I recently attended a wedding where I was a groomsman. I had to wear a tuxedo and stand up straight and pretend to have good posture. Like all weddings I've been to in recent times, this was sartorial and spiritual mashup. People had integrated two different cultures (Hinduism & Christianity) into a seamless, smart, postmodern version where everything made sense precisely because nothing did. It was a white wedding with saris, a secular wedding with prayers, and a sensible wedding that made no sense. I wish the wedded well. The groom is one of the funniest people I have met in my life. He has good Halloween parties.
In any case, as a mark of his gratitude, the groom gave me a gift, the insanely rare and expensive box set 1970: The Complete Funhouse Sessions by the Stooges. What this was, was 7 hours and 52 minutes of every note recorded in May 1970 by the Stooges while they were recording their second album, Fun House. I won't go into the magnificient supernova that is Fun House--I am consigning that description to my still-in-gestation coming-to-America-history-of-punk-rock memoir. Either you know Fun House or you don't. Fun House da motherfucking shit. Well, at least it used to be when I first heard it, which seems like a long time ago, maybe almost ten years ago. In any case, because I am a completist and because I continue to think that Fun House is crazyassgenius, it never occurred to me that actually listening to 142 tracks spread over 7 CDs, including, for example, 28 consecutive takes of "Loose," would be certifiably insane. That it would drive any normal human being insane. No, not me. I was fully prepared to do it.
Well, the thing is that I have not done it yet. It's been a coupla weeks since I got the box set. I have fondled it. I have treated it like an object of fetish, perfectly suitable in these hyper-object-iPod-gadget-ebay-instant-fetish times. And so, I have now convinced myself that it is more important to own it than to listen to it.
I am like this not only about CDs, but also about books too. I love to own books, to touch them, to flip through them, to read the back cover, to read the "about the author" blurb, but that is enough. How satisfying it is to know that I own Don Dellilo's White Noise, half of which I read when I was younger and thoroughly enjoyed and didn't finish, no doubt because I got too depressed to read because I was lonely or something like that. I started to re-read White Noise recently again. It's quite brilliant. I deeply empathized with the main character (and narrator) Jack Gladney, a professor of "Hitler Studies" at a small liberal arts college who knows no German. Dellilo writes:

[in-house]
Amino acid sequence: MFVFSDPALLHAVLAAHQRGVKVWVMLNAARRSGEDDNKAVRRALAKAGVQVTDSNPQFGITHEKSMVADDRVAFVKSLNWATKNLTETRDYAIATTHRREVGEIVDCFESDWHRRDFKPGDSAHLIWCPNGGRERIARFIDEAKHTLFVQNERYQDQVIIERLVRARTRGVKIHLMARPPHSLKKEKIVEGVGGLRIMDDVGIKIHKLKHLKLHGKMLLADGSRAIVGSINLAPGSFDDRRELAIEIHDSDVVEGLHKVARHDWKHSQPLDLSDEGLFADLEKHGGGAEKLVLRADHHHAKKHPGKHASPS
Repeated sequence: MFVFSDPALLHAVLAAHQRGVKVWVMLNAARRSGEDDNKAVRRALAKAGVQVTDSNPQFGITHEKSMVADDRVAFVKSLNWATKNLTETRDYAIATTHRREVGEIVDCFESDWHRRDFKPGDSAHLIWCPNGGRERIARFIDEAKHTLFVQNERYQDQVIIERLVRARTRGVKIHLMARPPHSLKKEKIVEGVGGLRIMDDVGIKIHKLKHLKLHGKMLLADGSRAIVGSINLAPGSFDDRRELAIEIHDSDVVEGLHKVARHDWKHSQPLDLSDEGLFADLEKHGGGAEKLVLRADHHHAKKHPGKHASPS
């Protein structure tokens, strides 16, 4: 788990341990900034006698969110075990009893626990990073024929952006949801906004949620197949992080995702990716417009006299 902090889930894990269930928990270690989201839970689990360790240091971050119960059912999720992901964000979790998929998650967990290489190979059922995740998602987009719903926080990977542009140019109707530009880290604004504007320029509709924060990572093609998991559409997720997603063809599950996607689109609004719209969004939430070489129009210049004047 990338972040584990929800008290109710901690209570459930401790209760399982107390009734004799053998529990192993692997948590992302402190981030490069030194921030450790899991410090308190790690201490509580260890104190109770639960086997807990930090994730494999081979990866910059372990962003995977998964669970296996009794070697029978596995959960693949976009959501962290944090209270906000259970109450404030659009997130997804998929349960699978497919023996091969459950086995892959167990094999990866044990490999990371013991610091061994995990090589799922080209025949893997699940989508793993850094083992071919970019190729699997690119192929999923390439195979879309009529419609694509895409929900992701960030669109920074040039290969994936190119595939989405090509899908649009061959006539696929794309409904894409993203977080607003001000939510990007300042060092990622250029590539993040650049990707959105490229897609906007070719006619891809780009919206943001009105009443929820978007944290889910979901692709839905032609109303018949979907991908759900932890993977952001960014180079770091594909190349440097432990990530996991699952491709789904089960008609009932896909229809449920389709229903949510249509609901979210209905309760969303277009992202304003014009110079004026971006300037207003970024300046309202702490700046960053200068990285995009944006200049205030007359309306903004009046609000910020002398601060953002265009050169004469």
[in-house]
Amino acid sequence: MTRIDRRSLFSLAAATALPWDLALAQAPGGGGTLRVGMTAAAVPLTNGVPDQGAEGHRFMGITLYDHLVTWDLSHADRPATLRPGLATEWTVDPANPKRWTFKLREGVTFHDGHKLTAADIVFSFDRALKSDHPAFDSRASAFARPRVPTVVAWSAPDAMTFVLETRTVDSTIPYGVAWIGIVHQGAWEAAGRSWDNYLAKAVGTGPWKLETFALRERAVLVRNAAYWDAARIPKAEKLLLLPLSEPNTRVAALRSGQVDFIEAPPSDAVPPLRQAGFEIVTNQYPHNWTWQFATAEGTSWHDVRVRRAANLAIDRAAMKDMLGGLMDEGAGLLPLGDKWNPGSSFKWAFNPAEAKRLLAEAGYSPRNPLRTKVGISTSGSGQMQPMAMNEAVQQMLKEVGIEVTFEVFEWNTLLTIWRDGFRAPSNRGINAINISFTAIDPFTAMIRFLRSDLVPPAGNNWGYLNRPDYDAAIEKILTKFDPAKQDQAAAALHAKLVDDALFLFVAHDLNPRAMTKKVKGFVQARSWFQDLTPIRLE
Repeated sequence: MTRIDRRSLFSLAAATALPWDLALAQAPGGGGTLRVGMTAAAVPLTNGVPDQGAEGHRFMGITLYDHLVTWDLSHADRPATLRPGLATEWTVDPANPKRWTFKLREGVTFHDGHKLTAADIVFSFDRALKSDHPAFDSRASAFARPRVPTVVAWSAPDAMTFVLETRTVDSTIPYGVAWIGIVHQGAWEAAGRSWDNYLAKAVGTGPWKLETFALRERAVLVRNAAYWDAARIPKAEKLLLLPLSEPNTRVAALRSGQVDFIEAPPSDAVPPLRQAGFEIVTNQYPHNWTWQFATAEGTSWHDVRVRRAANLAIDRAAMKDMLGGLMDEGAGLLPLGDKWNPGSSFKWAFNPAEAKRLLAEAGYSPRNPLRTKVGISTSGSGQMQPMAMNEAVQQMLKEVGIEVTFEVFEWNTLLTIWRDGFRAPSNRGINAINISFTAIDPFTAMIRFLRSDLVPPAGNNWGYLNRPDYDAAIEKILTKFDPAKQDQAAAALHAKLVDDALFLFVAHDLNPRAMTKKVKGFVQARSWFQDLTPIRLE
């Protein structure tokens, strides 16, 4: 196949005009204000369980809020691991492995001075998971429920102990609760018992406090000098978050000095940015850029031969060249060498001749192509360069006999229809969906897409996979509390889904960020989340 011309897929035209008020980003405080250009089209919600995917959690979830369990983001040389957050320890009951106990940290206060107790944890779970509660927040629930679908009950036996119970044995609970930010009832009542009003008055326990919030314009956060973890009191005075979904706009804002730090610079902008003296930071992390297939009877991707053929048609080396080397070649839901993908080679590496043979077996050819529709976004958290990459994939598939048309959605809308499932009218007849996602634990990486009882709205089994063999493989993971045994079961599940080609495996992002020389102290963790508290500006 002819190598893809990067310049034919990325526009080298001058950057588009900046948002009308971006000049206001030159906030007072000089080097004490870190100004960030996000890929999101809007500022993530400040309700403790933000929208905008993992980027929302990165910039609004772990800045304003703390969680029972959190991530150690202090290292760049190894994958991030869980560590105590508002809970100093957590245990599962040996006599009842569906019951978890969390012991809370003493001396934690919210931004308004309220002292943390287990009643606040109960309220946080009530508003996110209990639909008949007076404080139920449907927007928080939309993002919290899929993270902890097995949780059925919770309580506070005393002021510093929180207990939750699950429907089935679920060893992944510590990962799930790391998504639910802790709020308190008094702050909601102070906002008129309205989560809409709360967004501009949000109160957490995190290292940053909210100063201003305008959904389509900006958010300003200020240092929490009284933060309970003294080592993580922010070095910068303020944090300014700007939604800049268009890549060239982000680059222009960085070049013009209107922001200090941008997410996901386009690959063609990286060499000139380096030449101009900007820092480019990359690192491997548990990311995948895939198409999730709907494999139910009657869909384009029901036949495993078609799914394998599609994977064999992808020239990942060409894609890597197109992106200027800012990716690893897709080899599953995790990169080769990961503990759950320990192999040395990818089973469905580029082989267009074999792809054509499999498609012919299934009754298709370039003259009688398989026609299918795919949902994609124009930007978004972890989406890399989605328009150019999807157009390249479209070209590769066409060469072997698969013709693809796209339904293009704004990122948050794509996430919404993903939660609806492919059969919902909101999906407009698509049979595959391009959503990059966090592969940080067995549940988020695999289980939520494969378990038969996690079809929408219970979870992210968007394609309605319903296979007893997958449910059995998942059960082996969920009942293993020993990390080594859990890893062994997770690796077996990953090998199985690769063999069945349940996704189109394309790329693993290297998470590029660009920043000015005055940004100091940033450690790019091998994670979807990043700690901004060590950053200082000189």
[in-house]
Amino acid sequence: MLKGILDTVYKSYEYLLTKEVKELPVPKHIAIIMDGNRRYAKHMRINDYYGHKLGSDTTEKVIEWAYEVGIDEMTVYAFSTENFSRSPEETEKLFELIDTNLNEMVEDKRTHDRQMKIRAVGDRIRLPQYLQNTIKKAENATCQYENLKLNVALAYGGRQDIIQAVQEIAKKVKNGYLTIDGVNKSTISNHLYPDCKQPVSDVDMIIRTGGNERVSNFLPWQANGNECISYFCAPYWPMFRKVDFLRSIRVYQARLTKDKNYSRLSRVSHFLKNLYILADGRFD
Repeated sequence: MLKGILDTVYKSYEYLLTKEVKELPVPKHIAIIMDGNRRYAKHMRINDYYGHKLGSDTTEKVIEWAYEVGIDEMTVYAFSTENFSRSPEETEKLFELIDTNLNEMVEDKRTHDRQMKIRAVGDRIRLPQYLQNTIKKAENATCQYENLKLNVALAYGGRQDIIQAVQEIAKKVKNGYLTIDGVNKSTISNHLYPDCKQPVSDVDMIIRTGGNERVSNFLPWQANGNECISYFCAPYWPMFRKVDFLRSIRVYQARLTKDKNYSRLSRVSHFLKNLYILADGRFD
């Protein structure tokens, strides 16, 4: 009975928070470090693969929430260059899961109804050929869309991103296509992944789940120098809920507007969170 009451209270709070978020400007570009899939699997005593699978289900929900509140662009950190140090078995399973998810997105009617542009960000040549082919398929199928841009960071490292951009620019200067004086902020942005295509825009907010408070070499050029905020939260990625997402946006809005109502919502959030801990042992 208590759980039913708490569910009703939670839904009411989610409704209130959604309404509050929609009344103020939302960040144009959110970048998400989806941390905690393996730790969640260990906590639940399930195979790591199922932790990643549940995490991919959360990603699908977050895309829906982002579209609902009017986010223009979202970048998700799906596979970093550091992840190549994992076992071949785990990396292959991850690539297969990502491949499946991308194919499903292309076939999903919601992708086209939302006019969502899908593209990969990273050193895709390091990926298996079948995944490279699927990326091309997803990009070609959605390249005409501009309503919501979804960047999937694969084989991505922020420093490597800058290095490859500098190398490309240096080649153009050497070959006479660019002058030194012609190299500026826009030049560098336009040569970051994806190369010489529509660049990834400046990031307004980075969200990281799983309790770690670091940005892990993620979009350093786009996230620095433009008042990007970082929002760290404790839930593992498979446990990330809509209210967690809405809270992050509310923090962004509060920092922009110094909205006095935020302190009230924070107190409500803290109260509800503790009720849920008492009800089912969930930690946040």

My struggle with the German tongue began in mid-October and lasted nearly the full academic year. As the most prominent figure in Hitler studies in North America, I had long tried to conceal the fact that I did not know German. I could not speak or read it, could not understand the spoken word or begin to put the simplest sentence to paper. The least of my Hitler colleagues knew some German; others were either fluent in the language or reasonably conversant. No one could major in Hitler studies at the College-on-the-Hill without a minimum of one year of German. I was living, in short, on the edge of a landscape of vast shame.
This touched a nerve partly because it says something about the ways in which we put ourselves in positions that we are less than skilled to deal with---yet we continue with the charade that "everything's cool." There was a more literal reason why it appealed to me: I am in Russian history and my Russian proficiency can be best described as a skill that is almost totally lacking, but one that is wrapped in the public pretense of fluency.
In any case, in terms of the goal of this blog, having conceded that it is completely self-serving and sickeningly narcissistic to even maintain it--I like the idea of dedicating it to two topics:
1. Officially unreleased songs by musicians; or
2. Strange and/or obscure songs by mainstream musicians.
First song: Neil Young's "Pushed It Over the End," a strangely beautiful and oddly structured song, nearly 8 minutes long that is also (apparently) known as "Citizen Kane Jr. Blues." He played it in a band live version in 1974 and then, I guess, abandoned it. His guitar playing is pretty, understated, but incredibly communicative. You hear it, you almost feel like you're teetering on the edge of something, and then you tip over and make the long deep fall, all the way down. That's exactly how I felt hearing the song before I even knew the title of the song. Think of "Broken Arrow" but a little more loose and electric. Where can you get it? It's on the 5-CD set Archives Be Damned, a collection of 82 songs that Neil Young recorded but never officially released, from the early 1960s to the late 1990s.